While it isn’t possible to develop an addiction to a substance without repeated use, addictions can form more quickly and easily in certain people. Genetic, neurological, or psychological factors can all increase a person’s likelihood of developing a drug or alcohol dependence. In addition, stress, trauma, and hardship are also known ‘risk factors’ that make addiction more likely. Even certain personality traits like being naturally more impulsive or neurotic can increase the chances of developing a dependence on drugs or alcohol. Physical dependence develops when someone uses drugs or alcohol consistently over a long period of time. Eventually, the body becomes dependent on the substance which causes cells and other essential systems to start to function differently.
However, there are a few key differentiators that separate the two. This international committee met over several years in cities such as Washington, Copenhagen and New York, and their work was published in 1987 as DSM-III-R (revised). This was an important achievement because the committee agreed that the disorder in question was compulsive, uncontrolled, drug-seeking behaviour, and defined it by a set of criteria that produced excellent inter-rater reliability. The committee made most decisions unanimously because there was general agreement from the experts as to how the syndrome should be defined (the names of the members are contained in the preface to DSM-III-R).
Risk factors for addiction and dependence
Regardless of what term you use to describe a substance
misuse issue, Mr. Kump emphasizes that the key is to understand that treatment
is available. He also sees people who have taken heroin without developing an addiction, yet they can’t seem to stop smoking and give up nicotine. You may assume that certain substances are more addictive
than others, and that is partially true, Mr. Kump says. Addiction encompasses both a mental and physical reliance on a given substance. While much of the confusion about this topic can be traced to DSM committees, I would caution against an oversimplified blame game. The topic itself is inherently complicated and confusing, and it’s situated in the context of an evolving medical and cultural milieu.
When you miss your morning cup, you might develop physical withdrawal symptoms, like a headache, fatigue, difficulty concentrating, and more. People who are addicted to a substance use it even if it has no medical benefit. They use the substance no matter what and despite the consequences.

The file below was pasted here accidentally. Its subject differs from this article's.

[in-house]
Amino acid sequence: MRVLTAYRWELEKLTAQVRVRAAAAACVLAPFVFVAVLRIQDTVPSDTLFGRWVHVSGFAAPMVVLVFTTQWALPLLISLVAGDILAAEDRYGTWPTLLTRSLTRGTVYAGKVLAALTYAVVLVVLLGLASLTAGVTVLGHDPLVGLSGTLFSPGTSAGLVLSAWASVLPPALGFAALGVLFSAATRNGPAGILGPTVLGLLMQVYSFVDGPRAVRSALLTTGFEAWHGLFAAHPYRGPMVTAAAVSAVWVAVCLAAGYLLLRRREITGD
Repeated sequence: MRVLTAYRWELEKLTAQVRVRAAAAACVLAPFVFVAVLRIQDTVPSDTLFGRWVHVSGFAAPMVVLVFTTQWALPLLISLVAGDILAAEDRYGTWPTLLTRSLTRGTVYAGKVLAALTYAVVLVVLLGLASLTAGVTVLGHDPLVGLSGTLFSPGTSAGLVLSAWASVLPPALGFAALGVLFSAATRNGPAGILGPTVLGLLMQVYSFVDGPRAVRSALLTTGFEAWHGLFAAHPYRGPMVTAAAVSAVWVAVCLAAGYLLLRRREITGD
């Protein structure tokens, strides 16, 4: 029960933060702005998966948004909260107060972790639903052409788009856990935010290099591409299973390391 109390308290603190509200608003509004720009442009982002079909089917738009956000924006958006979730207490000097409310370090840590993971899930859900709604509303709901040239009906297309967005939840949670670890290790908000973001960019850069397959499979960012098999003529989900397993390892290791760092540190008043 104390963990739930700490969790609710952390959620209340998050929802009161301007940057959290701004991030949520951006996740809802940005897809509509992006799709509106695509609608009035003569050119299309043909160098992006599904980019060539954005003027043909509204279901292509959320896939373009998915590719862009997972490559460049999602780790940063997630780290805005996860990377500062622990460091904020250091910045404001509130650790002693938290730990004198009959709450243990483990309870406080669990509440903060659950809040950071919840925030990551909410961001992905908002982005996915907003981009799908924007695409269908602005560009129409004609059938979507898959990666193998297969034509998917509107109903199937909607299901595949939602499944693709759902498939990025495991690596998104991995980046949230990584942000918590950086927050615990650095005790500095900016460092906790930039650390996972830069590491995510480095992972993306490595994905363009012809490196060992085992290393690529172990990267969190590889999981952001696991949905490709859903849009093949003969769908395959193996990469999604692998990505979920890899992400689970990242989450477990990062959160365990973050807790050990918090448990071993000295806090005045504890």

Digital Support Group – Addiction Recovery
It’s also common for people to experience both types of dependence. The ‘abuse category’ has been eliminated from the proposed structure because of the lack of data to support an intermediate state between drug use and drug addiction. The symptoms created for DSM-III-R remain the same, except addiction vs dependence for the elimination of the ‘legal difficulties’ symptom and the addition of ‘drug craving’. Tolerance and withdrawal symptoms are not counted towards the diagnosis when the patient is involved in an appropriate medical treatment program for a problem such as pain, depression or anxiety.
Accurately identifying persons with addiction is critically important for effectively targeting treatment and harm reduction interventions. Misdiagnosis of addictive disorders can lead to a cascade of negative outcomes, including stigma, discontinuation of needed medications, undue scrutiny of both patients and physicians, and even criminal consequences. It is hardly surprising that physicians frequently mislabel patients when the ICD terms used to code for addiction are themselves misleading. ICD codes have not been updated to reflect current understanding of addiction, unlike those in the DSM-5. Diagnosis of substance use disorder usually occurs after discussing your medical history and symptoms with your primary care provider, a psychiatrist, or a qualified mental health professional.
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The erroneous implication is that ‘dependence’ in the DSM was not physical or physiological. Most importantly, the major reason given for the under-treatment of pain with opioids has been the fear that the physician will create an addiction when, in reality, addiction in the course of pain treatment is relatively uncommon. Thus patients have been made to suffer by receiving inadequate pain medication doses when there is evidence of tolerance or withdrawal symptoms . We publish material that is researched, cited, edited and reviewed by licensed medical professionals. The information we provide is not intended to be a substitute for professional medical advice, diagnosis or treatment. It should not be used in place of the advice of your physician or other qualified healthcare providers.
- Dependence is characterized by tolerance or withdrawal symptoms and can be a consequence of many drugs, such as pain medications, stimulants, and antidepressants.
- Addictions are more likely to result in serious harm, including suicide, unlike tolerance and physical dependence.
- A person being treated for physical dependency in the absence of any substance use disorder will be closely monitored by the prescribing healthcare provider as they taper or decrease the dosage slowly over time rather than all at once.
- “Substance use disorder” is the medical term for addiction and physical dependency describes the phenomenon of your body becoming physiologically dependent on a substance.